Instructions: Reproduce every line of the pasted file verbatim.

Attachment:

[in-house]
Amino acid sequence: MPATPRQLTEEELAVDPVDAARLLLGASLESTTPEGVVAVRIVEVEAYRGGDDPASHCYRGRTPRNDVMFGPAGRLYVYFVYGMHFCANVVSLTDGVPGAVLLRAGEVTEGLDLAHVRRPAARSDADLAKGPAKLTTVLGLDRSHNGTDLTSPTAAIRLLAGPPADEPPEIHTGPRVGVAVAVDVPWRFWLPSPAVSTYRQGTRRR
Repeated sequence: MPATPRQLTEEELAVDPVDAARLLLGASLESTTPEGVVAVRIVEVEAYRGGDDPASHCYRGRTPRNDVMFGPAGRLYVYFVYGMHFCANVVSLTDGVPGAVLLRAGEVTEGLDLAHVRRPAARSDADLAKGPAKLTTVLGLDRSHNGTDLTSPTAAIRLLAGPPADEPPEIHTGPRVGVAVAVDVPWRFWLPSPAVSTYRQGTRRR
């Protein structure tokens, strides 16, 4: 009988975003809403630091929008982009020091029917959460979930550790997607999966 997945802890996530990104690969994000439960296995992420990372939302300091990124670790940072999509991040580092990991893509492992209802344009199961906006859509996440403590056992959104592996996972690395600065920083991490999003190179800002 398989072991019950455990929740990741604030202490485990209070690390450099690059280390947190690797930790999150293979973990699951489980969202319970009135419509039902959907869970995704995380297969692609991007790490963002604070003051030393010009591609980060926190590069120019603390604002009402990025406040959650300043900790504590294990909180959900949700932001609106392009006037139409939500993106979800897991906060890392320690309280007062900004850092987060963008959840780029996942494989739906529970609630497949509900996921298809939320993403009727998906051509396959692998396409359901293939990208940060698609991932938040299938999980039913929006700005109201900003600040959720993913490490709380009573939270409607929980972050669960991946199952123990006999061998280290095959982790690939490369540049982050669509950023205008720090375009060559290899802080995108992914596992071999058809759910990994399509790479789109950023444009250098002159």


[in-house]
Amino acid sequence: MPATPRQLTEEELAVDPVDAARLLLGASLESTTPEGVVAVRIVEVEAYRGGDDPASHCYRGRTPRNDVMFGPAGRLYVYFVYGMHFCANVVSLTDGVPGAVLLRAGEVTEGLDLAHVRRPAARSDADLAKGPAKLTTVLGLDRSHNGTDLTSPTAAIRLLAGPPADEPPEIHTGPRVGVAVAVDVPWRFWLPSPAVSTYRQGTRRR
Repeated sequence: MPATPRQLTEEELAVDPVDAARLLLGASLESTTPEGVVAVRIVEVEAYRGGDDPASHCYRGRTPRNDVMFGPAGRLYVYFVYGMHFCANVVSLTDGVPGAVLLRAGEVTEGLDLAHVRRPAARSDADLAKGPAKLTTVLGLDRSHNGTDLTSPTAAIRLLAGPPADEPPEIHTGPRVGVAVAVDVPWRFWLPSPAVSTYRQGTRRR
């Protein structure tokens, strides 16, 4: 009988975003809403630091929008982009020091029917959460979930550790997607999966 997945802890996530990104690969994000439960296995992420990372939302300091990124670790940072999509991040580092990991893509492992209802344009199961906006859509996440403590056992959104592996996972690395600065920083991490999003190179800002 398989072991019950455990929740990741604030202490485990209070690390450099690059280390947190690797930790999150293979973990699951489980969202319970009135419509039902959907869970995704995380297969692609991007790490963002604070003051030393010009591609980060926190590069120019603390604002009402990025406040959650300043900790504590294990909180959900949700932001609106392009006037139409939500993106979800897991906060890392320690309280007062900004850092987060963008959840780029996942494989739906529970609630497949509900996921298809939320993403009727998906051509396959692998396409359901293939990208940060698609991932938040299938999980039913929006700005109201900003600040959720993913490490709380009573939270409607929980972050669960991946199952123990006999061998280290095959982790690939490369540049982050669509950023205008720090375009060559290899802080995108992914596992071999058809759910990994399509790479789109950023444009250098002159």